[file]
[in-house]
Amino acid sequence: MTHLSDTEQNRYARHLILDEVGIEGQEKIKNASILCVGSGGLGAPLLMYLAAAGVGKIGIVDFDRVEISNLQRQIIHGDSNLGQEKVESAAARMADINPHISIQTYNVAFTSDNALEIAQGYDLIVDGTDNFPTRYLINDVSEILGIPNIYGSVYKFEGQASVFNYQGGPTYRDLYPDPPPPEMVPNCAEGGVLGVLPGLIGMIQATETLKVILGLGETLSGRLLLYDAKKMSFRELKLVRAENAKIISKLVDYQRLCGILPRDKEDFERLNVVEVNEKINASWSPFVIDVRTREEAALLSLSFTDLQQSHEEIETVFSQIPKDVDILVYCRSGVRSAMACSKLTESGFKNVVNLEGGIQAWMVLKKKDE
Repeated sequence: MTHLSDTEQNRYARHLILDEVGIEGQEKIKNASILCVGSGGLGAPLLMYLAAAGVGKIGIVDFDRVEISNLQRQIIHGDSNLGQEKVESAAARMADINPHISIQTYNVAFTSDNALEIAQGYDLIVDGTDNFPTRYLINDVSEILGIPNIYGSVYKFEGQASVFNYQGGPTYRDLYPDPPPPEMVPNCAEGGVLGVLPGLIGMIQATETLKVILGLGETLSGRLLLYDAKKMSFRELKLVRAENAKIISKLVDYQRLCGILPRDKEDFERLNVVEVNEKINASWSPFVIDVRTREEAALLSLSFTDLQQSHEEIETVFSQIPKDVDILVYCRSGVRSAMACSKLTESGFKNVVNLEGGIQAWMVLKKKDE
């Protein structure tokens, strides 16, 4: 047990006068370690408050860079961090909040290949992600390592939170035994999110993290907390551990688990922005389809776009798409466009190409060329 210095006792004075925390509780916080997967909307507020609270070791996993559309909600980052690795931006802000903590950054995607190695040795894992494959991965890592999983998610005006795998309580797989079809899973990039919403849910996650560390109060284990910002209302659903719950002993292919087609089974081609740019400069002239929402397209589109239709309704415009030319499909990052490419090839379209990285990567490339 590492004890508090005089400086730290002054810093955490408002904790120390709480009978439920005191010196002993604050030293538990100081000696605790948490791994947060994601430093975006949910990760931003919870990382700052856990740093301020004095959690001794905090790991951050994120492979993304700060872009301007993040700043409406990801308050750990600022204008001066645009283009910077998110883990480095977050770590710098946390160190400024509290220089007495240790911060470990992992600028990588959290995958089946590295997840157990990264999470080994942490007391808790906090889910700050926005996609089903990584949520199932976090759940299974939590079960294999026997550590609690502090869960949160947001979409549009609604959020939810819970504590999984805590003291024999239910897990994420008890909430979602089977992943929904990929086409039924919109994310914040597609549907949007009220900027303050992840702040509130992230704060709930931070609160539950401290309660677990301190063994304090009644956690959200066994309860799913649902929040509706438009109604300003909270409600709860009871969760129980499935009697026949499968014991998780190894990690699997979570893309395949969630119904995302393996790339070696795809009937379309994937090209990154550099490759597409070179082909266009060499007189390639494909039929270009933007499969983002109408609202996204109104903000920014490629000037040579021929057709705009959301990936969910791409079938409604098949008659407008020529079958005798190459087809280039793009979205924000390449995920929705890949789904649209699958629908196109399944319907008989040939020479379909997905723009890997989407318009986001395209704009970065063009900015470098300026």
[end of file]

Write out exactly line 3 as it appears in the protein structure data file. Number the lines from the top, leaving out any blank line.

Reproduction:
Repeated sequence: MTHLSDTEQNRYARHLILDEVGIEGQEKIKNASILCVGSGGLGAPLLMYLAAAGVGKIGIVDFDRVEISNLQRQIIHGDSNLGQEKVESAAARMADINPHISIQTYNVAFTSDNALEIAQGYDLIVDGTDNFPTRYLINDVSEILGIPNIYGSVYKFEGQASVFNYQGGPTYRDLYPDPPPPEMVPNCAEGGVLGVLPGLIGMIQATETLKVILGLGETLSGRLLLYDAKKMSFRELKLVRAENAKIISKLVDYQRLCGILPRDKEDFERLNVVEVNEKINASWSPFVIDVRTREEAALLSLSFTDLQQSHEEIETVFSQIPKDVDILVYCRSGVRSAMACSKLTESGFKNVVNLEGGIQAWMVLKKKDE